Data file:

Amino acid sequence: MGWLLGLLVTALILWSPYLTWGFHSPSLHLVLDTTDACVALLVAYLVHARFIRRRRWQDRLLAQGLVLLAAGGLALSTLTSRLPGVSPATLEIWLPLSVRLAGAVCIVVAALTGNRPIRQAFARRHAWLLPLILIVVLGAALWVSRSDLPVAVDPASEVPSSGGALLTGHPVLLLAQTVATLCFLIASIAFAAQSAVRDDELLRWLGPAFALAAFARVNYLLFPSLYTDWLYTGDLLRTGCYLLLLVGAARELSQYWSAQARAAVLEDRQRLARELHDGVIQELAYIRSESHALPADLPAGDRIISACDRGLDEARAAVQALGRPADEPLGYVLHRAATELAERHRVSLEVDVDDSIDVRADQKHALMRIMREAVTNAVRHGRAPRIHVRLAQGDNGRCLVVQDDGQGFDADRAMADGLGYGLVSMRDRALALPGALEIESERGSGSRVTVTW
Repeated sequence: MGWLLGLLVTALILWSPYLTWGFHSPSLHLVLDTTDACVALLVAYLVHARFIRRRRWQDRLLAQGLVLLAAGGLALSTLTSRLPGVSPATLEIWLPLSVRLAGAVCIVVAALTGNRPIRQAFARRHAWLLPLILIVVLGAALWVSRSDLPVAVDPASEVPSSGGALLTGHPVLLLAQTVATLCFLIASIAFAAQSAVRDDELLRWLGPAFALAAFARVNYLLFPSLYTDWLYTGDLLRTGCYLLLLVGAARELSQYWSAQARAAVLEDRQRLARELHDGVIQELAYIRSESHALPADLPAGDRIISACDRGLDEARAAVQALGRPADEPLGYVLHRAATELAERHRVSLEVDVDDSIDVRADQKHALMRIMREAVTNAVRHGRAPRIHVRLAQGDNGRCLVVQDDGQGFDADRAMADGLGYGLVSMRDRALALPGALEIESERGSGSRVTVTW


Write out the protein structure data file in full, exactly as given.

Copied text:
Amino acid sequence: MGWLLGLLVTALILWSPYLTWGFHSPSLHLVLDTTDACVALLVAYLVHARFIRRRRWQDRLLAQGLVLLAAGGLALSTLTSRLPGVSPATLEIWLPLSVRLAGAVCIVVAALTGNRPIRQAFARRHAWLLPLILIVVLGAALWVSRSDLPVAVDPASEVPSSGGALLTGHPVLLLAQTVATLCFLIASIAFAAQSAVRDDELLRWLGPAFALAAFARVNYLLFPSLYTDWLYTGDLLRTGCYLLLLVGAARELSQYWSAQARAAVLEDRQRLARELHDGVIQELAYIRSESHALPADLPAGDRIISACDRGLDEARAAVQALGRPADEPLGYVLHRAATELAERHRVSLEVDVDDSIDVRADQKHALMRIMREAVTNAVRHGRAPRIHVRLAQGDNGRCLVVQDDGQGFDADRAMADGLGYGLVSMRDRALALPGALEIESERGSGSRVTVTW
Repeated sequence: MGWLLGLLVTALILWSPYLTWGFHSPSLHLVLDTTDACVALLVAYLVHARFIRRRRWQDRLLAQGLVLLAAGGLALSTLTSRLPGVSPATLEIWLPLSVRLAGAVCIVVAALTGNRPIRQAFARRHAWLLPLILIVVLGAALWVSRSDLPVAVDPASEVPSSGGALLTGHPVLLLAQTVATLCFLIASIAFAAQSAVRDDELLRWLGPAFALAAFARVNYLLFPSLYTDWLYTGDLLRTGCYLLLLVGAARELSQYWSAQARAAVLEDRQRLARELHDGVIQELAYIRSESHALPADLPAGDRIISACDRGLDEARAAVQALGRPADEPLGYVLHRAATELAERHRVSLEVDVDDSIDVRADQKHALMRIMREAVTNAVRHGRAPRIHVRLAQGDNGRCLVVQDDGQGFDADRAMADGLGYGLVSMRDRALALPGALEIESERGSGSRVTVTW